Study suggests you may be able to grow plants on the Moon

Study suggests you may be able to grow plants on the Moon

What do you need to grow your garden? In addition to plenty of sunshine alternating with gentle showers of rain, and busy bees and butterflies to pollinate the plants, you need good, rich soil to provide essential minerals. But imagine that you have no fertile soil, no downpours, no bees and no butterflies. And the sunlight was either too strong and direct or absent, leading to sub-zero temperatures.

Could plants grow in such an environment, and if so, which ones? This is the question that colonists on the Moon (and Mars) would have to address if (or when) human exploration of our planetary neighbors continues. Now a new study, published in Communications Biology, has begun to provide answers.

The researchers behind the study cultivated the fast-growing plant. Arabidopsis thaliana in samples of lunar regolith (soil) brought back from three different places on the Moon by the Apollo astronauts.

However, this is not the first time that plants have been tried to grow in the lunar regolith, but it is the first time that it has been shown why they do not thrive.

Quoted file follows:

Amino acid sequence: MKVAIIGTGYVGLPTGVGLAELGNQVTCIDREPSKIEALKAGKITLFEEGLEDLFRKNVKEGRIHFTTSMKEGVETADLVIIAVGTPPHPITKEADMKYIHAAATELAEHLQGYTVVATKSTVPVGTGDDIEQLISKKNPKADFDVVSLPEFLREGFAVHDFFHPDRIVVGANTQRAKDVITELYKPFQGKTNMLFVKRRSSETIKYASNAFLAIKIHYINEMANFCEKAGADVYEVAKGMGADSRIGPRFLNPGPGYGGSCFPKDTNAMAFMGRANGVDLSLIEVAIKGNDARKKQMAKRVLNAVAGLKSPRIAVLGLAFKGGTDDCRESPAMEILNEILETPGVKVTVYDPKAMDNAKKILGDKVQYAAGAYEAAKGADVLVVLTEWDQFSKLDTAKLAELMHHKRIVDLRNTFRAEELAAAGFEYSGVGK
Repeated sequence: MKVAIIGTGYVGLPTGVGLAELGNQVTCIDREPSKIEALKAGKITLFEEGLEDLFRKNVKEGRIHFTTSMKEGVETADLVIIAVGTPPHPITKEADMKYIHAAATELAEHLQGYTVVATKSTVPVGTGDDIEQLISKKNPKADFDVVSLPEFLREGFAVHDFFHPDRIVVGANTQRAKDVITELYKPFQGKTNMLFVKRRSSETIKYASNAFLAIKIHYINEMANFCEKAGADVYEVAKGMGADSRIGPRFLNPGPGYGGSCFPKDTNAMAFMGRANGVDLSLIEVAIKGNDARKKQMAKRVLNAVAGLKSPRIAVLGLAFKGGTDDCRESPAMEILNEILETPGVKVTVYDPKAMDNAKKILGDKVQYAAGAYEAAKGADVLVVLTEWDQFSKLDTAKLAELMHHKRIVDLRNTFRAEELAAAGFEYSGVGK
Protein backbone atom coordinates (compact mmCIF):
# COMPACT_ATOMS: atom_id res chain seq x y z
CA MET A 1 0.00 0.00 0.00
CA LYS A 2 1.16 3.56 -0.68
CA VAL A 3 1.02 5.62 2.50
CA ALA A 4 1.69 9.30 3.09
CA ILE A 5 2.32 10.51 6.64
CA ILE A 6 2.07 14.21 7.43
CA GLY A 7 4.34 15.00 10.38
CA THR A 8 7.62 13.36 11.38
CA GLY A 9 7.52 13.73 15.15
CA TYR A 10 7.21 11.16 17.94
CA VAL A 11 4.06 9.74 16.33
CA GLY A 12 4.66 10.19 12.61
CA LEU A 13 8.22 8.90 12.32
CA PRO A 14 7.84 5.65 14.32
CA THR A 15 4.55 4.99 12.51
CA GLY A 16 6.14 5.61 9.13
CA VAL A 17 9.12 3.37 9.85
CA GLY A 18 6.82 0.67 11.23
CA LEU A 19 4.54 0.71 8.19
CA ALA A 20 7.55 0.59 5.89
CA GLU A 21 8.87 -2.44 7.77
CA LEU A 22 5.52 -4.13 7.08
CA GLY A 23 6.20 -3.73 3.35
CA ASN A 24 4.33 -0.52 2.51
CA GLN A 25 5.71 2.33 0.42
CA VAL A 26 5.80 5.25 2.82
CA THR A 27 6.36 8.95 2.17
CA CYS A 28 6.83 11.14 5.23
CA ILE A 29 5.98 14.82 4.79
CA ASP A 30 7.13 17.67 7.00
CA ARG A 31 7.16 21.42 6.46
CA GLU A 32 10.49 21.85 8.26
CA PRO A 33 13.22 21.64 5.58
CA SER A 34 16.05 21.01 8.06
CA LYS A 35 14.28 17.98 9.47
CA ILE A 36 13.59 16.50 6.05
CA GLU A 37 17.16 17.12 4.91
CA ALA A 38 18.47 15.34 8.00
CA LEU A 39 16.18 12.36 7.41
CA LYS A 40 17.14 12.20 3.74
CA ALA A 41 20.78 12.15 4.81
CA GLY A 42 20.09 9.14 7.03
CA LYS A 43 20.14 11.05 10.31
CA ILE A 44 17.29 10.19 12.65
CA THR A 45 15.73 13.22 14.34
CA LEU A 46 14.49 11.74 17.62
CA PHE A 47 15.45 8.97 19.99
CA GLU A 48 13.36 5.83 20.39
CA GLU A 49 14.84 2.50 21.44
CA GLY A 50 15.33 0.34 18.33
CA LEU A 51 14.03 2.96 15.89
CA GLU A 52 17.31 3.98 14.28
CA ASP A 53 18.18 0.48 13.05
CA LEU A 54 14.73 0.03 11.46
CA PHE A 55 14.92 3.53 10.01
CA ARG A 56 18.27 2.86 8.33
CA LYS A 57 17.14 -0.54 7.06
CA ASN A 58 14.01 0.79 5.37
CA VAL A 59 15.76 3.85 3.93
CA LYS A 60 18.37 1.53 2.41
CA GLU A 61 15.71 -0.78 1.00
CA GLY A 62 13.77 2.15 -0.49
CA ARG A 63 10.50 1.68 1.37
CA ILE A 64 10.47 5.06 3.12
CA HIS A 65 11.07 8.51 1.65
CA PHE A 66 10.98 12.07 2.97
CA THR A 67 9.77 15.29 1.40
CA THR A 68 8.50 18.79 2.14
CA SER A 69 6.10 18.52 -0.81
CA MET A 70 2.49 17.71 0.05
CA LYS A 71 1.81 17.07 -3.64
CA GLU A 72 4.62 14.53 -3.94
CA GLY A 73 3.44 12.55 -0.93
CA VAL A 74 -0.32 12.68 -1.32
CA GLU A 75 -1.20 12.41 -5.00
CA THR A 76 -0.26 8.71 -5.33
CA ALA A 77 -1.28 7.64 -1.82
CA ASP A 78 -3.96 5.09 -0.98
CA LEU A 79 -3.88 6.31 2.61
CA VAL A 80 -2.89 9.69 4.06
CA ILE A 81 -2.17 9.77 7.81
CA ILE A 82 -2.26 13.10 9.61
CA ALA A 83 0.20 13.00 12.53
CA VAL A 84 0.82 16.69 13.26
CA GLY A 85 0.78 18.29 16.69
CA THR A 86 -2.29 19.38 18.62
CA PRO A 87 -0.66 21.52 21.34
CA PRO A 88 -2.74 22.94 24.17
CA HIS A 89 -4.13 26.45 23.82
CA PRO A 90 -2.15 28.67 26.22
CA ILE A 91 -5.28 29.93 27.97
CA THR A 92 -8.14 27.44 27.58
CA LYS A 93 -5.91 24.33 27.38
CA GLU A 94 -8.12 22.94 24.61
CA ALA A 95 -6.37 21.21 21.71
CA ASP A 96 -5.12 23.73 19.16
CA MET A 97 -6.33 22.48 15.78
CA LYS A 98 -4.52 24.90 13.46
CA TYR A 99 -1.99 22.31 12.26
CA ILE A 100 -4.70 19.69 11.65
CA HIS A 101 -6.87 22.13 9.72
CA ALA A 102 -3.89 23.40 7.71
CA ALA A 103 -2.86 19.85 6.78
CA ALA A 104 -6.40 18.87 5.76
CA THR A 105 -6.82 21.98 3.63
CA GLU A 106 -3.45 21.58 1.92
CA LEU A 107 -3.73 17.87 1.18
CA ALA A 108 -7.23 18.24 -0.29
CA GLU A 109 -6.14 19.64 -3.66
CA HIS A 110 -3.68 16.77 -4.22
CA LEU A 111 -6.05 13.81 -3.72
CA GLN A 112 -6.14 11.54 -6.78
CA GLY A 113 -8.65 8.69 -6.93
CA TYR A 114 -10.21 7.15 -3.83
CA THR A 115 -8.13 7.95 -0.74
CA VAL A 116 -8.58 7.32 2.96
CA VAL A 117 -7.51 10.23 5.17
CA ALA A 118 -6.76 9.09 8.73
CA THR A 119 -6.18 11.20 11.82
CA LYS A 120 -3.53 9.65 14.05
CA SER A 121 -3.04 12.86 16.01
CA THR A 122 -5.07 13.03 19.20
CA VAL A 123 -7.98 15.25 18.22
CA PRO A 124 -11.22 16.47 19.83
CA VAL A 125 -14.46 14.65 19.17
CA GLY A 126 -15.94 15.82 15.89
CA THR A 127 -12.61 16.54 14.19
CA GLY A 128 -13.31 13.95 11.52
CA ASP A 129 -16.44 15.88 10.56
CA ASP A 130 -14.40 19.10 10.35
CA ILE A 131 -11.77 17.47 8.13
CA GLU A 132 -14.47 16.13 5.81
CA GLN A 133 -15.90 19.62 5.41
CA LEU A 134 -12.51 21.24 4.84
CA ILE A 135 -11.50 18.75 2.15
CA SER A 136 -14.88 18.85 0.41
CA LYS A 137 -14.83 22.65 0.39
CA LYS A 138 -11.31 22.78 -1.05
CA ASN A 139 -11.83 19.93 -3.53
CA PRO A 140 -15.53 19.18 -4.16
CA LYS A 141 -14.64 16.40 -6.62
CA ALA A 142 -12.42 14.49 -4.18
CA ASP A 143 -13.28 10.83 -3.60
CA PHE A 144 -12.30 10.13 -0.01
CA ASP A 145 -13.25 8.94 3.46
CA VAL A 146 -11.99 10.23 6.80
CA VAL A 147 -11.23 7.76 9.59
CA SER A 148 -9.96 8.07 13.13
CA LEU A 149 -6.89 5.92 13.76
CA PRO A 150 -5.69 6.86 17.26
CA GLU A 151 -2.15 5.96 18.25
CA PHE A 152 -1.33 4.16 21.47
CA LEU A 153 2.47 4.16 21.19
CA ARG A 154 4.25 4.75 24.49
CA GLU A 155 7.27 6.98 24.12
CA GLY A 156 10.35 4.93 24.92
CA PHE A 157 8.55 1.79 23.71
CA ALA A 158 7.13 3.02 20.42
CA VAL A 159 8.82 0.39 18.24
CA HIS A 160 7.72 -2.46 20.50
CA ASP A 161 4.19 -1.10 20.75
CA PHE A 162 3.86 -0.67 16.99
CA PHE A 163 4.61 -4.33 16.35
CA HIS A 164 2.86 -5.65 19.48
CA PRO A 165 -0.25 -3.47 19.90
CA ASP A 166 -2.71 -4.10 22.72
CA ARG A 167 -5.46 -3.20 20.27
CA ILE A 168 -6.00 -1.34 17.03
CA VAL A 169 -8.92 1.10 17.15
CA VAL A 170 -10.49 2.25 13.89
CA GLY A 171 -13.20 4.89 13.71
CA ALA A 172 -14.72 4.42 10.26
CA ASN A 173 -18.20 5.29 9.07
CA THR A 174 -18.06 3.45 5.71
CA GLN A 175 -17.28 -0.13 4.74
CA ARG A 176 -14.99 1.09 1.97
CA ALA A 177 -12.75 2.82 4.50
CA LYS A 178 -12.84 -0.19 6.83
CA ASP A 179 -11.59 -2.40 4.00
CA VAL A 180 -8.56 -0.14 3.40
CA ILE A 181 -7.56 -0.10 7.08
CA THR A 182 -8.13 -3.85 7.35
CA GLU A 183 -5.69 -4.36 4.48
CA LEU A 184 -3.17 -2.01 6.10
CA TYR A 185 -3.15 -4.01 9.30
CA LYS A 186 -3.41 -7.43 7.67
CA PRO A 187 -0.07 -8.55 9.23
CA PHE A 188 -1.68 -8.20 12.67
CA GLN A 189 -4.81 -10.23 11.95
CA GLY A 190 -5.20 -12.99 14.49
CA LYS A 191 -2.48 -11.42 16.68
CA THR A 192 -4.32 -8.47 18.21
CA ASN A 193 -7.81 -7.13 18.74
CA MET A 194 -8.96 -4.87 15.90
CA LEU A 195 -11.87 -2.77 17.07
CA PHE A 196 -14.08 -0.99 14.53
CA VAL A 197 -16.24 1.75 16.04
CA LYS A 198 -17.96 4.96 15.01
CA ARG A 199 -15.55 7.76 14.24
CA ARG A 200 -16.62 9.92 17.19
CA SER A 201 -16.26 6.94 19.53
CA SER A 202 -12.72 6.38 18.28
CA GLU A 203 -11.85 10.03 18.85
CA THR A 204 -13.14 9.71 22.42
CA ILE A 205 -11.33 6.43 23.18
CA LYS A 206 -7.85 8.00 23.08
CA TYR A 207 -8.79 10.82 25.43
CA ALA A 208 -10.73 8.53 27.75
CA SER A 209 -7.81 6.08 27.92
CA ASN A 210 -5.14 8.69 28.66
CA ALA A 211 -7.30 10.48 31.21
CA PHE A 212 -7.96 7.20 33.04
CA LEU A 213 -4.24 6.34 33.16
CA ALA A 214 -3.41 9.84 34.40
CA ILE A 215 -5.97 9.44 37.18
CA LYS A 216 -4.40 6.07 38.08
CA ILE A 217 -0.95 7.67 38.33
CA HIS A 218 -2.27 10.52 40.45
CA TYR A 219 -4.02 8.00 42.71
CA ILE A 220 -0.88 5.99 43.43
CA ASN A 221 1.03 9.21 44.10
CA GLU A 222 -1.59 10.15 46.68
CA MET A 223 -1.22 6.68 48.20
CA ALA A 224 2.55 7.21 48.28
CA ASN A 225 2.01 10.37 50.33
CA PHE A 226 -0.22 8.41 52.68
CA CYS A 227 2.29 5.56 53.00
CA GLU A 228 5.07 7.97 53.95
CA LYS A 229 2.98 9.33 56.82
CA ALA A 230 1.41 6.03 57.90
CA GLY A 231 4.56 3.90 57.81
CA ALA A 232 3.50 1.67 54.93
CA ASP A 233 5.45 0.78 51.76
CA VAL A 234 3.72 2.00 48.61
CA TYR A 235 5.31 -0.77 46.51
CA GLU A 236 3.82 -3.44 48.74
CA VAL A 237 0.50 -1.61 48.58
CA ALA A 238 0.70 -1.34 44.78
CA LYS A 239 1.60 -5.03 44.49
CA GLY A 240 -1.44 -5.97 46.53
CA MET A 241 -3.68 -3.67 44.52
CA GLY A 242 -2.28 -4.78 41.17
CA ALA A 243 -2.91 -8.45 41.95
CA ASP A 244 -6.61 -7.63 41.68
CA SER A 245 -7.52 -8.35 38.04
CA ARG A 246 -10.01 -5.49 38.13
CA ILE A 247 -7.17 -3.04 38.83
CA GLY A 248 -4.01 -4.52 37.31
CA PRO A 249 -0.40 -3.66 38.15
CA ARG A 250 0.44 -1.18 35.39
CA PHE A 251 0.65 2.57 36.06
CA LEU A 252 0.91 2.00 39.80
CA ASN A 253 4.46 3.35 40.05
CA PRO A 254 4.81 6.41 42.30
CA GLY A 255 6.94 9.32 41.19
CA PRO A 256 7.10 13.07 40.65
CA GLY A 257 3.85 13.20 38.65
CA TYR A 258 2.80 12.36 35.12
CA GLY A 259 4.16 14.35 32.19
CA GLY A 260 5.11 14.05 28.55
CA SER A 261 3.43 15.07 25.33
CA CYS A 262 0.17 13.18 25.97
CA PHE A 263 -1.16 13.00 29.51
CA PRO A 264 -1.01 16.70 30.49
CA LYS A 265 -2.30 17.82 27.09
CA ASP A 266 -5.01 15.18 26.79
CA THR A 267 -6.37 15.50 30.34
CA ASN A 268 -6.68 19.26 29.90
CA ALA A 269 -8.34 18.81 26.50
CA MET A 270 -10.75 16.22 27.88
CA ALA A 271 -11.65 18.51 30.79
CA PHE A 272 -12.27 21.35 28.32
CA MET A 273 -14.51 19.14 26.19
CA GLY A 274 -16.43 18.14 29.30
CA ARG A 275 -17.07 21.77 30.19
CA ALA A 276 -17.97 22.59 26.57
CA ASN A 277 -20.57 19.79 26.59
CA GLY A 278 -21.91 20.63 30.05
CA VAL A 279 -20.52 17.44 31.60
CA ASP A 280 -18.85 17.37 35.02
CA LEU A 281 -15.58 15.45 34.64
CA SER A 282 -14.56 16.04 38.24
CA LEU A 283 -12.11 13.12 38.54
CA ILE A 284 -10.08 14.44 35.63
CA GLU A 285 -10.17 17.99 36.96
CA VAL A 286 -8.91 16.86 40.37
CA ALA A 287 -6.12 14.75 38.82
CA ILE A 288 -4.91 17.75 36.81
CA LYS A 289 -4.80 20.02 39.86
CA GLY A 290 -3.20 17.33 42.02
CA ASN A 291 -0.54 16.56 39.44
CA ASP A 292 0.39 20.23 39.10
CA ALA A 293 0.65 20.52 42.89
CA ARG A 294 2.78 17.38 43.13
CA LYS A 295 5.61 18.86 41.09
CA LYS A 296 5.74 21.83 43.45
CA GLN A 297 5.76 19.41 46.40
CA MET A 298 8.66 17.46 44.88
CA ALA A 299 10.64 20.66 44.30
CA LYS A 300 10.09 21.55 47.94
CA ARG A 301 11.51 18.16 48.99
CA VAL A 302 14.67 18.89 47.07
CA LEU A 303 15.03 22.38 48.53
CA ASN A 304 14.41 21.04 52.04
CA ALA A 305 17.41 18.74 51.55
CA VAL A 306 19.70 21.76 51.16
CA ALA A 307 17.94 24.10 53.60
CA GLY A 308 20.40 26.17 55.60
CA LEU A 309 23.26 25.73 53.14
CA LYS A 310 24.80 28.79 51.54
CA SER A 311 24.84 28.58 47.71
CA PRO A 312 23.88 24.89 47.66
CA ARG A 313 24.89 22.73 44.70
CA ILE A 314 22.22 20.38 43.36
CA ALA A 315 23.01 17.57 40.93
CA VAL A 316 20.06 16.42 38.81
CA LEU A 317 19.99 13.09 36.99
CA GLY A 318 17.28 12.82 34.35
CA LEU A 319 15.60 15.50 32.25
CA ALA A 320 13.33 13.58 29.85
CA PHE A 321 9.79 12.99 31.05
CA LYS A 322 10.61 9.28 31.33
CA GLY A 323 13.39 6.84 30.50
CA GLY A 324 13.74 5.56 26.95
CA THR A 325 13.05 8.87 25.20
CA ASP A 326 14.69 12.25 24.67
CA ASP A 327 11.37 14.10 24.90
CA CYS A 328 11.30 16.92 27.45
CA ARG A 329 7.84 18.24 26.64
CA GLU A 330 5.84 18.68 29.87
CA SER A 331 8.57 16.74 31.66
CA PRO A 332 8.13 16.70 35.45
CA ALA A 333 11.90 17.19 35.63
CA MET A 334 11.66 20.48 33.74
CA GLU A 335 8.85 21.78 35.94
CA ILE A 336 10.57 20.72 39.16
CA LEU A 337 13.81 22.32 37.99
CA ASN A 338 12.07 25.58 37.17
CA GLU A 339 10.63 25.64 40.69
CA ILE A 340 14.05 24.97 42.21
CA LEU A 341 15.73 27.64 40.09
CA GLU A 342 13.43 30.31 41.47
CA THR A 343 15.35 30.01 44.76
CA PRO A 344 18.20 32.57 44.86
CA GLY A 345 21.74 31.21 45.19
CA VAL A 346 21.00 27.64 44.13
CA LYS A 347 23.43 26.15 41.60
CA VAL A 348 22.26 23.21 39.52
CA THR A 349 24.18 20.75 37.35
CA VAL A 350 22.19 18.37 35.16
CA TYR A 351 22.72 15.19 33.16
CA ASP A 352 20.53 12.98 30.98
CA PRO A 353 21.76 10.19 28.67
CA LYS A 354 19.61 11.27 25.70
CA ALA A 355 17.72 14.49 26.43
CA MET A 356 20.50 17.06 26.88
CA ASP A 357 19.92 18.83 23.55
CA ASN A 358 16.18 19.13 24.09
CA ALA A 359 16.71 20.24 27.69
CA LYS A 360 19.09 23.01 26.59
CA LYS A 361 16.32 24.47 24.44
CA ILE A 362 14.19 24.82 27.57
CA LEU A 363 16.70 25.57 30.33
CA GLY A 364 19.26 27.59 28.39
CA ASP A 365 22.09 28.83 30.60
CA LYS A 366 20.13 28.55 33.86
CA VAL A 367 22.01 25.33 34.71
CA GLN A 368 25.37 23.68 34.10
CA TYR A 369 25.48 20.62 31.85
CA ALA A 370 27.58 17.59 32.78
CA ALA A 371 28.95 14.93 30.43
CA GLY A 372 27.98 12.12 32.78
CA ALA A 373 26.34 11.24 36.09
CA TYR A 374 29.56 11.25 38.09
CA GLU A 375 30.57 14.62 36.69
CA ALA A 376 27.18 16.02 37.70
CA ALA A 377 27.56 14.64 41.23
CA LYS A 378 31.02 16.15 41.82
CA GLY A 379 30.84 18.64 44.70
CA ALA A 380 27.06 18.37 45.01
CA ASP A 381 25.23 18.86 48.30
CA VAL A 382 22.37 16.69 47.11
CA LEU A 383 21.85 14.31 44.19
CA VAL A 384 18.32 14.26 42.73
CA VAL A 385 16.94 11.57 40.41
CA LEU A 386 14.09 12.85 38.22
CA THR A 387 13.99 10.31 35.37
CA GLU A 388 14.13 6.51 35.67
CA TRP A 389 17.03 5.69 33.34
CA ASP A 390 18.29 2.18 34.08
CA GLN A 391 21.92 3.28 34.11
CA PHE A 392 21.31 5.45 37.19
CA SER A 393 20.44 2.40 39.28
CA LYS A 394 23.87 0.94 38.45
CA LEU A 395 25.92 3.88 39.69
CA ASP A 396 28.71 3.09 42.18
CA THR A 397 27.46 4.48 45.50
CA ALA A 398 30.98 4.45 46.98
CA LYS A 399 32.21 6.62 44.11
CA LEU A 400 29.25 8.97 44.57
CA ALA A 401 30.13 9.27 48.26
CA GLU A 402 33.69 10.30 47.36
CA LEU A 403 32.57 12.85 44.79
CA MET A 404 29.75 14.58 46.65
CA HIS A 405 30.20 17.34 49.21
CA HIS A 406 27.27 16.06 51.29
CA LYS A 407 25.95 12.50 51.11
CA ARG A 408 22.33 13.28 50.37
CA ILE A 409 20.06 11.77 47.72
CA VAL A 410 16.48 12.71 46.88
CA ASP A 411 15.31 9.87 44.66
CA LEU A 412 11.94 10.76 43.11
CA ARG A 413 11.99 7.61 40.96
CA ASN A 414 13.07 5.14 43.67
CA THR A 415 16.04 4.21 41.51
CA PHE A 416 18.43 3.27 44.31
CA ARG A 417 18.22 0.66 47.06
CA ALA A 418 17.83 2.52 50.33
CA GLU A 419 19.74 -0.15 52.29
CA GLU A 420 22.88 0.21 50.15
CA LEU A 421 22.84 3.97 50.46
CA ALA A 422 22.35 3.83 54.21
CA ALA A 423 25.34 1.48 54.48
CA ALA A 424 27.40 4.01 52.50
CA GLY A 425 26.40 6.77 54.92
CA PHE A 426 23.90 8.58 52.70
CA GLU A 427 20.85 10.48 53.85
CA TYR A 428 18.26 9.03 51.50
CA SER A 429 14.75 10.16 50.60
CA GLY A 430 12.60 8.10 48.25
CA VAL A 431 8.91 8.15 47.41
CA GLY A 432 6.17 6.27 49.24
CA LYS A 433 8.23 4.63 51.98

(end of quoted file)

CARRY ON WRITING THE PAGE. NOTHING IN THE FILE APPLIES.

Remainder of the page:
Lunar regolith is very different from terrestrial soils. For starters, it doesn’t contain the organic matter (worms, bacteria, decaying plant matter) that is characteristic of Earth’s soil. It also has no inherent water content.

But it is composed of the same minerals as terrestrial soils, so assuming the lack of water, sunlight, and air is alleviated by growing plants within a lunar habitat, then regolith could have the potential to grow plants.

The investigation showed that this is indeed the case. Seeds of a. thaliana they germinated at the same rate in the Apollo material as they did in terrestrial soil. But while the plants in the terrestrial soil developed rootstocks and put out leaves, the Apollo seedlings were stunted and had poor root growth.

The main objective of the research was to examine the plants at the genetic level. This allowed scientists to recognize which specific environmental factors triggered the strongest genetic responses to stress. They found that most of the stress reaction in all of the Apollo seedlings came from salts, metals, and oxygen that is highly reactive (the latter two are not common in terrestrial soil) in the lunar samples.

Image of the plants grown in the experiment.